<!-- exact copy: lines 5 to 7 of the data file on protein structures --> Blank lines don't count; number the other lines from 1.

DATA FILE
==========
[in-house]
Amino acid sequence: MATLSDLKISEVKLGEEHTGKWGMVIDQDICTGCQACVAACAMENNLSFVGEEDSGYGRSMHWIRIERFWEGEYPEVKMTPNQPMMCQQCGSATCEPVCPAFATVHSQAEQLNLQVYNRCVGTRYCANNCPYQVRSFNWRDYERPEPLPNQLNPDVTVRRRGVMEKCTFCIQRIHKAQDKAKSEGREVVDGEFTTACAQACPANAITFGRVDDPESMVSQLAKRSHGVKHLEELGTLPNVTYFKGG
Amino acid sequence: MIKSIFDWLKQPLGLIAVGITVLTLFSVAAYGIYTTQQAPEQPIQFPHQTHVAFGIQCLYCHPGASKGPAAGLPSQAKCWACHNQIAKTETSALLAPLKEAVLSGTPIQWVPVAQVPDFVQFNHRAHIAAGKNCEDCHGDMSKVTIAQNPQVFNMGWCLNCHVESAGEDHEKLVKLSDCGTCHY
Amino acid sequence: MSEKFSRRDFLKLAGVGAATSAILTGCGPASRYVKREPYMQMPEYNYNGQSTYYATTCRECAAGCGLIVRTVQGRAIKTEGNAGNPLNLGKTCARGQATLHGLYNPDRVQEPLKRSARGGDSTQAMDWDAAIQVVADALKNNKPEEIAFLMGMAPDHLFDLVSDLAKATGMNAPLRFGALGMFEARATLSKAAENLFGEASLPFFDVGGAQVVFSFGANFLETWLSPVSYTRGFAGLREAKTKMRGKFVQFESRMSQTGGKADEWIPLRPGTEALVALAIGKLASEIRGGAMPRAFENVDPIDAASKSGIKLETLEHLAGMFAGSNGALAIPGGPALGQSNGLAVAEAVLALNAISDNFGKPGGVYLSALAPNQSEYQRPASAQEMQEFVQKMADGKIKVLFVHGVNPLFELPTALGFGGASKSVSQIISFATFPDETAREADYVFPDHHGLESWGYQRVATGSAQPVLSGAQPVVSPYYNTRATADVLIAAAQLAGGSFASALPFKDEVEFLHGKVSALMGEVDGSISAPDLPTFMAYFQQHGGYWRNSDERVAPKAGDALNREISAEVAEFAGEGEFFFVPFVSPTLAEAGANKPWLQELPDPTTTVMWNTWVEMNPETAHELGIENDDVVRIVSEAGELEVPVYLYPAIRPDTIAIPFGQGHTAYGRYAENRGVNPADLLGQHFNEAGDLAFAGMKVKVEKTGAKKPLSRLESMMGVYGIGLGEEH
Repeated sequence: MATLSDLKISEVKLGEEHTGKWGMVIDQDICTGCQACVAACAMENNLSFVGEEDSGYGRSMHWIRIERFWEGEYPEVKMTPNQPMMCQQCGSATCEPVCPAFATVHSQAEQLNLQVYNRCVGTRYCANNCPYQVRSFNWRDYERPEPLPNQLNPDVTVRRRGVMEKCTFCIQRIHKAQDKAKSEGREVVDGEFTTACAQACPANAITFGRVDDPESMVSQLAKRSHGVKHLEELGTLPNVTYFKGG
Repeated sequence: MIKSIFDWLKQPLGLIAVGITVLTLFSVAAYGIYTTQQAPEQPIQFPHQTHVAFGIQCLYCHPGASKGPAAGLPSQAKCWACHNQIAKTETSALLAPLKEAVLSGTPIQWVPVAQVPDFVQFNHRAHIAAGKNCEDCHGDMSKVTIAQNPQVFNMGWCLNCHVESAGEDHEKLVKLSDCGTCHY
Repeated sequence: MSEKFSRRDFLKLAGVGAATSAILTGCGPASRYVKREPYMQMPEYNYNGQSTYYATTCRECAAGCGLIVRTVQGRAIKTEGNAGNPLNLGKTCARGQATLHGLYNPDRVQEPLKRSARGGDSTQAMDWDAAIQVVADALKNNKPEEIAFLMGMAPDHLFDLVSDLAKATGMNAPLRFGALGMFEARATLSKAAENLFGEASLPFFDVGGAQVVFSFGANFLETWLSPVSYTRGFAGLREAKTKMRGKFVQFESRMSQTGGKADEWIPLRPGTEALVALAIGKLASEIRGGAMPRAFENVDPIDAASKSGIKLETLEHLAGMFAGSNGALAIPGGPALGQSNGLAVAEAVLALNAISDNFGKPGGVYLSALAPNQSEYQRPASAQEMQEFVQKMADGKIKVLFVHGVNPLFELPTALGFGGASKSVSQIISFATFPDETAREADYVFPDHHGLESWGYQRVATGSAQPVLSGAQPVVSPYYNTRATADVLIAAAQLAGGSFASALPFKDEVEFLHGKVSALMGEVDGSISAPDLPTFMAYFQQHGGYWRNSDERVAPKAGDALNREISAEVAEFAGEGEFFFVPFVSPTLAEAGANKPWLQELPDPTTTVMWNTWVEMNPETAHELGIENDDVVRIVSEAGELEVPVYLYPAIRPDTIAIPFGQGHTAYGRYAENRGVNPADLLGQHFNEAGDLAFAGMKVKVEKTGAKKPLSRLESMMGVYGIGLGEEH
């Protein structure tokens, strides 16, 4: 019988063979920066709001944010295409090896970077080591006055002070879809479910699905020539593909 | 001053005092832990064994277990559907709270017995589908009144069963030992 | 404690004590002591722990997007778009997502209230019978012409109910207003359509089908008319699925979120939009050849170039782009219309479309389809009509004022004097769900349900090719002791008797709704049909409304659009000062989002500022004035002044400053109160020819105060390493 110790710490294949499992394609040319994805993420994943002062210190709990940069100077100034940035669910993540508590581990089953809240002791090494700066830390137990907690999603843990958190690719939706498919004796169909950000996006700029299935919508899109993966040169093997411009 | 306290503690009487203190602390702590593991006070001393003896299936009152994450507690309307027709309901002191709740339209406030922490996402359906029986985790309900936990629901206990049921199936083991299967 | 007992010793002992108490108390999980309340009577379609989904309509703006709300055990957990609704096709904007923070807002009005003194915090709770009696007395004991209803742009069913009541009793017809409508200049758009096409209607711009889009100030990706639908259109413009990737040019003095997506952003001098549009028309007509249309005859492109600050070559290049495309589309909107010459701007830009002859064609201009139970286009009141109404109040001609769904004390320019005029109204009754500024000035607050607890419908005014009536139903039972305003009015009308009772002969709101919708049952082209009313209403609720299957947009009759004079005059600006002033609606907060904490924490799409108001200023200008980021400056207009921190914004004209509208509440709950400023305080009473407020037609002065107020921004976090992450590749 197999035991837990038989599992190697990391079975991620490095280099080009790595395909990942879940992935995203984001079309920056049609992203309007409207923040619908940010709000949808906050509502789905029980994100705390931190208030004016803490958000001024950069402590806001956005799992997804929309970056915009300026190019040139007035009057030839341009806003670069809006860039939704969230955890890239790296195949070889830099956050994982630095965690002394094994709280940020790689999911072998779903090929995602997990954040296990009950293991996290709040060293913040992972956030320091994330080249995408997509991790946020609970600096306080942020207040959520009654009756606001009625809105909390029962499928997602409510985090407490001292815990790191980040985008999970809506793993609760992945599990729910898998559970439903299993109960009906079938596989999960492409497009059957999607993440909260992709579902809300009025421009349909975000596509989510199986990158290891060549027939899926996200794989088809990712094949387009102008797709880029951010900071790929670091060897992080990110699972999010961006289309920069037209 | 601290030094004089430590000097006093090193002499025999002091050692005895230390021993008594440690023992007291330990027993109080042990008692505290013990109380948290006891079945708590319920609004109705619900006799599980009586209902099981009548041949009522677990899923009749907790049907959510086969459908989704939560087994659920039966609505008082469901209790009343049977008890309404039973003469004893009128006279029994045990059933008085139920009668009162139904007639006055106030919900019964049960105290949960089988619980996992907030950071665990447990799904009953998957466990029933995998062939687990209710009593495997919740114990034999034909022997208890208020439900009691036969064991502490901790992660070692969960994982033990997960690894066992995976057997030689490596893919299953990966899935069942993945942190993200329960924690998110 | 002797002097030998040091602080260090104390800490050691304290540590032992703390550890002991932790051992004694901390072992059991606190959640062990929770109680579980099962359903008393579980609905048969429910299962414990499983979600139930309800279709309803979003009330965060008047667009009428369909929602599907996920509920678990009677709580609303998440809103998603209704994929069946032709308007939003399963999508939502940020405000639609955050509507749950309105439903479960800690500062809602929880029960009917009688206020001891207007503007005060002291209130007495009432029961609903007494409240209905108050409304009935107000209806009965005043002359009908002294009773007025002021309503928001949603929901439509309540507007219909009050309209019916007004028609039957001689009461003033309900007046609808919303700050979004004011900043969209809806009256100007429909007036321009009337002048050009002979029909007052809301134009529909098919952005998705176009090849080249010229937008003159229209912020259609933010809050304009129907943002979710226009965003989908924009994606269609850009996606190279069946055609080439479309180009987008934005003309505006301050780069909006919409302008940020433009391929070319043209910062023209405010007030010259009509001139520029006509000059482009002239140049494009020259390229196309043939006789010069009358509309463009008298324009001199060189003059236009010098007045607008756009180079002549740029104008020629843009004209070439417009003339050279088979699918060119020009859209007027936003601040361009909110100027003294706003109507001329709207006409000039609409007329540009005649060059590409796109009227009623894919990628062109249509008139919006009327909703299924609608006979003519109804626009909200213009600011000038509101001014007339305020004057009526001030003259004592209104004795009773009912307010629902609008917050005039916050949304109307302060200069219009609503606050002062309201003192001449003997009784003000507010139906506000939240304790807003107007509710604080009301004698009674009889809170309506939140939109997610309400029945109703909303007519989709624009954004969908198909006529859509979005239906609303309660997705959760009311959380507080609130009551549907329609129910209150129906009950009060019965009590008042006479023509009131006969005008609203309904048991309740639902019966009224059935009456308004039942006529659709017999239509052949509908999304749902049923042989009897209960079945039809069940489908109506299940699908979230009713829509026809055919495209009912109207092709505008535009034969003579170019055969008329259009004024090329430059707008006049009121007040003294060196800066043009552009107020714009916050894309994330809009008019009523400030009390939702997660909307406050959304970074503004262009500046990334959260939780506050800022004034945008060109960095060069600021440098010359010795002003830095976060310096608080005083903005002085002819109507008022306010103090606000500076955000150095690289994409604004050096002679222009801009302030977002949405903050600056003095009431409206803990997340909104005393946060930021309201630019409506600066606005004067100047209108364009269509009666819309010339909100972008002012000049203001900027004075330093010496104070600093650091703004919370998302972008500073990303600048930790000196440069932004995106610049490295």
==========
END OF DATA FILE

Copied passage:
Repeated sequence: MATLSDLKISEVKLGEEHTGKWGMVIDQDICTGCQACVAACAMENNLSFVGEEDSGYGRSMHWIRIERFWEGEYPEVKMTPNQPMMCQQCGSATCEPVCPAFATVHSQAEQLNLQVYNRCVGTRYCANNCPYQVRSFNWRDYERPEPLPNQLNPDVTVRRRGVMEKCTFCIQRIHKAQDKAKSEGREVVDGEFTTACAQACPANAITFGRVDDPESMVSQLAKRSHGVKHLEELGTLPNVTYFKGG
Repeated sequence: MIKSIFDWLKQPLGLIAVGITVLTLFSVAAYGIYTTQQAPEQPIQFPHQTHVAFGIQCLYCHPGASKGPAAGLPSQAKCWACHNQIAKTETSALLAPLKEAVLSGTPIQWVPVAQVPDFVQFNHRAHIAAGKNCEDCHGDMSKVTIAQNPQVFNMGWCLNCHVESAGEDHEKLVKLSDCGTCHY
Repeated sequence: MSEKFSRRDFLKLAGVGAATSAILTGCGPASRYVKREPYMQMPEYNYNGQSTYYATTCRECAAGCGLIVRTVQGRAIKTEGNAGNPLNLGKTCARGQATLHGLYNPDRVQEPLKRSARGGDSTQAMDWDAAIQVVADALKNNKPEEIAFLMGMAPDHLFDLVSDLAKATGMNAPLRFGALGMFEARATLSKAAENLFGEASLPFFDVGGAQVVFSFGANFLETWLSPVSYTRGFAGLREAKTKMRGKFVQFESRMSQTGGKADEWIPLRPGTEALVALAIGKLASEIRGGAMPRAFENVDPIDAASKSGIKLETLEHLAGMFAGSNGALAIPGGPALGQSNGLAVAEAVLALNAISDNFGKPGGVYLSALAPNQSEYQRPASAQEMQEFVQKMADGKIKVLFVHGVNPLFELPTALGFGGASKSVSQIISFATFPDETAREADYVFPDHHGLESWGYQRVATGSAQPVLSGAQPVVSPYYNTRATADVLIAAAQLAGGSFASALPFKDEVEFLHGKVSALMGEVDGSISAPDLPTFMAYFQQHGGYWRNSDERVAPKAGDALNREISAEVAEFAGEGEFFFVPFVSPTLAEAGANKPWLQELPDPTTTVMWNTWVEMNPETAHELGIENDDVVRIVSEAGELEVPVYLYPAIRPDTIAIPFGQGHTAYGRYAENRGVNPADLLGQHFNEAGDLAFAGMKVKVEKTGAKKPLSRLESMMGVYGIGLGEEH